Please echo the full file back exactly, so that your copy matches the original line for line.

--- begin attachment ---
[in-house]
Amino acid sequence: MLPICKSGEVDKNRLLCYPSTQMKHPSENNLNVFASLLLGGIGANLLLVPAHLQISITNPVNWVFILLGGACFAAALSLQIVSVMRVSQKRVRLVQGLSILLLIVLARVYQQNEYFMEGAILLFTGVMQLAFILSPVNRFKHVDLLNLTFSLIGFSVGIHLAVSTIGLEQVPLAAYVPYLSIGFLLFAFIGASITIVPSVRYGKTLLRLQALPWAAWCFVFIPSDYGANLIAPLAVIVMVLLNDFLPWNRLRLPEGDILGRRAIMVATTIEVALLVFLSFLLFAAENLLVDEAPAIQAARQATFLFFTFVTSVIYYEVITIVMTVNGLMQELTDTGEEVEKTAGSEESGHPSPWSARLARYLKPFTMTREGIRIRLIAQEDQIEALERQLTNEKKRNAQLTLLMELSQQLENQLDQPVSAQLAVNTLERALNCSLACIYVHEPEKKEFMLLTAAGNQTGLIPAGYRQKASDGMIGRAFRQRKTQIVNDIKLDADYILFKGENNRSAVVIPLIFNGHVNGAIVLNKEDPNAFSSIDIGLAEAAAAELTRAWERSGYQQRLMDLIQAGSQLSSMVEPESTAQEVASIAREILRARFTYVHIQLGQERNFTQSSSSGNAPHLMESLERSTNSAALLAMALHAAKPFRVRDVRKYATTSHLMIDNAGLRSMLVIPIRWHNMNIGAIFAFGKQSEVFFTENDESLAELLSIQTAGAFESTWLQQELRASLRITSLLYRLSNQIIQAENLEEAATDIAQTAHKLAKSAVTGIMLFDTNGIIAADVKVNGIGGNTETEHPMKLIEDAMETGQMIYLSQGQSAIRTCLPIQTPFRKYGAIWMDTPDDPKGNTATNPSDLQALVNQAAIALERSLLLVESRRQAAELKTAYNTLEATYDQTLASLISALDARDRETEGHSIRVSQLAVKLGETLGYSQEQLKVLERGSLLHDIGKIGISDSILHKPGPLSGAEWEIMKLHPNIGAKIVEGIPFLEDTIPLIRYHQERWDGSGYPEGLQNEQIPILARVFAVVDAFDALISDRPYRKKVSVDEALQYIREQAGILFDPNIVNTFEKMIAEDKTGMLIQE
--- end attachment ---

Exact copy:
[in-house]
Amino acid sequence: MLPICKSGEVDKNRLLCYPSTQMKHPSENNLNVFASLLLGGIGANLLLVPAHLQISITNPVNWVFILLGGACFAAALSLQIVSVMRVSQKRVRLVQGLSILLLIVLARVYQQNEYFMEGAILLFTGVMQLAFILSPVNRFKHVDLLNLTFSLIGFSVGIHLAVSTIGLEQVPLAAYVPYLSIGFLLFAFIGASITIVPSVRYGKTLLRLQALPWAAWCFVFIPSDYGANLIAPLAVIVMVLLNDFLPWNRLRLPEGDILGRRAIMVATTIEVALLVFLSFLLFAAENLLVDEAPAIQAARQATFLFFTFVTSVIYYEVITIVMTVNGLMQELTDTGEEVEKTAGSEESGHPSPWSARLARYLKPFTMTREGIRIRLIAQEDQIEALERQLTNEKKRNAQLTLLMELSQQLENQLDQPVSAQLAVNTLERALNCSLACIYVHEPEKKEFMLLTAAGNQTGLIPAGYRQKASDGMIGRAFRQRKTQIVNDIKLDADYILFKGENNRSAVVIPLIFNGHVNGAIVLNKEDPNAFSSIDIGLAEAAAAELTRAWERSGYQQRLMDLIQAGSQLSSMVEPESTAQEVASIAREILRARFTYVHIQLGQERNFTQSSSSGNAPHLMESLERSTNSAALLAMALHAAKPFRVRDVRKYATTSHLMIDNAGLRSMLVIPIRWHNMNIGAIFAFGKQSEVFFTENDESLAELLSIQTAGAFESTWLQQELRASLRITSLLYRLSNQIIQAENLEEAATDIAQTAHKLAKSAVTGIMLFDTNGIIAADVKVNGIGGNTETEHPMKLIEDAMETGQMIYLSQGQSAIRTCLPIQTPFRKYGAIWMDTPDDPKGNTATNPSDLQALVNQAAIALERSLLLVESRRQAAELKTAYNTLEATYDQTLASLISALDARDRETEGHSIRVSQLAVKLGETLGYSQEQLKVLERGSLLHDIGKIGISDSILHKPGPLSGAEWEIMKLHPNIGAKIVEGIPFLEDTIPLIRYHQERWDGSGYPEGLQNEQIPILARVFAVVDAFDALISDRPYRKKVSVDEALQYIREQAGILFDPNIVNTFEKMIAEDKTGMLIQE